Introduction: Oral squamous cell carcinoma often invades the mandible. The broad definitions of the erosive and infiltrative patterns of mandibular invasion have been described in the literature. However, a precise definition of what constitutes an erosive pattern of mandibular invasion has not been described and is certainly not agreed upon by pathologists across institutions. When squamous cell carcinoma of the oral cavity erodes cortical bone of the mandible, the language “abuts the mandible” is commonly utilized. This often creates ambiguity across pathologists and institutions regarding the presence bone invasion. This is important in both deciding on appropriate adjuvant therapy as well as comparing outcomes across institutions. The objective of this study is to propose a definition of erosive mandibular invasion through a pathologic review of false negative and false positive cases of mandibular invasion.
Methods: Series of 107 consecutive mandibulectomy cases for oral squamous cell carcinoma were retrospectively reviewed by a board-certified anatomic pathologist. For each case, the pathologist determined the presence/ absence of mandibular invasion, pattern of mandibular invasion, and presence/ absence of medullary space invasion. Early cortical invasion was defined as bone absorption deep to the periosteum. The accuracy of identifying bone invasion was determined by using the retrospective interpretation of bone invasion as the true interpretation, which was compared to the interpretation on the original pathology report. The association of the pattern of invasion with sensitivity of identifying mandibular invasion was examined.
Results: Sixty-nine percent (74/107) of cases were identified as having bone invasion, and 31% (33/107) of cases did not have bone invasion. Of the cases with mandibular invasion, 53% (39/74) exhibited the erosive pattern of invasion and 47% (35/74) exhibited the infiltrative pattern of invasion. Discrepancy between the original pathology report and the retrospective interpretation of the slides was found in 16% (17/107) of cases, indicating an accuracy of 84%. Amongst the 17 cases with discrepancy between the original pathology report, 71% (12/17) were false negative cases, and 29% (5/17) were false positive cases. The sensitivities for declaring mandibular invasion for the erosive and infiltrative patterns of invasion were 77% (30/39) and 91% (32/35), respectively (p=0.08).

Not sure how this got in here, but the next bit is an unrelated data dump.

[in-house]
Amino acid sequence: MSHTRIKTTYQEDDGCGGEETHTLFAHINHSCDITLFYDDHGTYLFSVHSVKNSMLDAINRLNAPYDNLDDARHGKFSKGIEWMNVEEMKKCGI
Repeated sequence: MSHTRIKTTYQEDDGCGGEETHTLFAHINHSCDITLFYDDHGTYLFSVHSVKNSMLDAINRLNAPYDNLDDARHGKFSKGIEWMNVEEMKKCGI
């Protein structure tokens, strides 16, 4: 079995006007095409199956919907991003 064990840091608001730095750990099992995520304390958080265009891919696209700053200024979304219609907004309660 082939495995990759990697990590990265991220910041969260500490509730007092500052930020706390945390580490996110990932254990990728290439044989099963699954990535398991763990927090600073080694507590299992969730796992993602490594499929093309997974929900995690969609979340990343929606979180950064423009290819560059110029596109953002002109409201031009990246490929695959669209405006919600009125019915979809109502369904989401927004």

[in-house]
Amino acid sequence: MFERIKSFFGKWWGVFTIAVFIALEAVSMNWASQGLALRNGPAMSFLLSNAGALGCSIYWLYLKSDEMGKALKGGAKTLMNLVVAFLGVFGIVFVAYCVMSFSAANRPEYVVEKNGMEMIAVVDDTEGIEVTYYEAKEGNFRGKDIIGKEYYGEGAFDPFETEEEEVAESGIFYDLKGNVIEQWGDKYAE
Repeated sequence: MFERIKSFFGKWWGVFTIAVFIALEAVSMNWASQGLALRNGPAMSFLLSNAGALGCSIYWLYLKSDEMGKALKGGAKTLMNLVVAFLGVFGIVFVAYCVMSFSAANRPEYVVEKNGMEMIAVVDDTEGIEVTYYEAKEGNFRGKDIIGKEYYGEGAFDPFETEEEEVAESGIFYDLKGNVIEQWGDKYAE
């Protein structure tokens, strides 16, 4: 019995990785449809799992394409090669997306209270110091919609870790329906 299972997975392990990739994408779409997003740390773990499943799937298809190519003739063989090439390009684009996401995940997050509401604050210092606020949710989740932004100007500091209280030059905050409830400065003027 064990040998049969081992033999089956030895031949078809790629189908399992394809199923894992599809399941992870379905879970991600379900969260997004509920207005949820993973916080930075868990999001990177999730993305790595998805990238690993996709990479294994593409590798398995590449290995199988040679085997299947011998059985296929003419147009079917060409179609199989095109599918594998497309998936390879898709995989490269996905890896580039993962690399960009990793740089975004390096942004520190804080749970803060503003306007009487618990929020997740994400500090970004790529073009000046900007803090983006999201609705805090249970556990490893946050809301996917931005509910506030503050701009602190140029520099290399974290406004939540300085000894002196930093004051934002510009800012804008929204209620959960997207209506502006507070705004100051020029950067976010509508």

Conclusions: The accuracy of declaring mandibular invasion in the original pathology report was 84% in this study. Fifty-three percent (9/17) of cases in which there was a discrepancy between the original pathology report and the retrospective interpretation were due to false negative erosive mandibular invasion cases. Although the differences in sensitivity of detecting mandibular invasion between the erosive and infiltrative patterns of invasion was not statistically significant in this study, this is certainly of clinical significance. These findings can likely be attributed to the lack of definition of the erosive pattern of invasion across pathologists. This study will present both a pictorial and written definition of erosive mandibular invasion with the hope of improving uniformity across institutions and pathologists.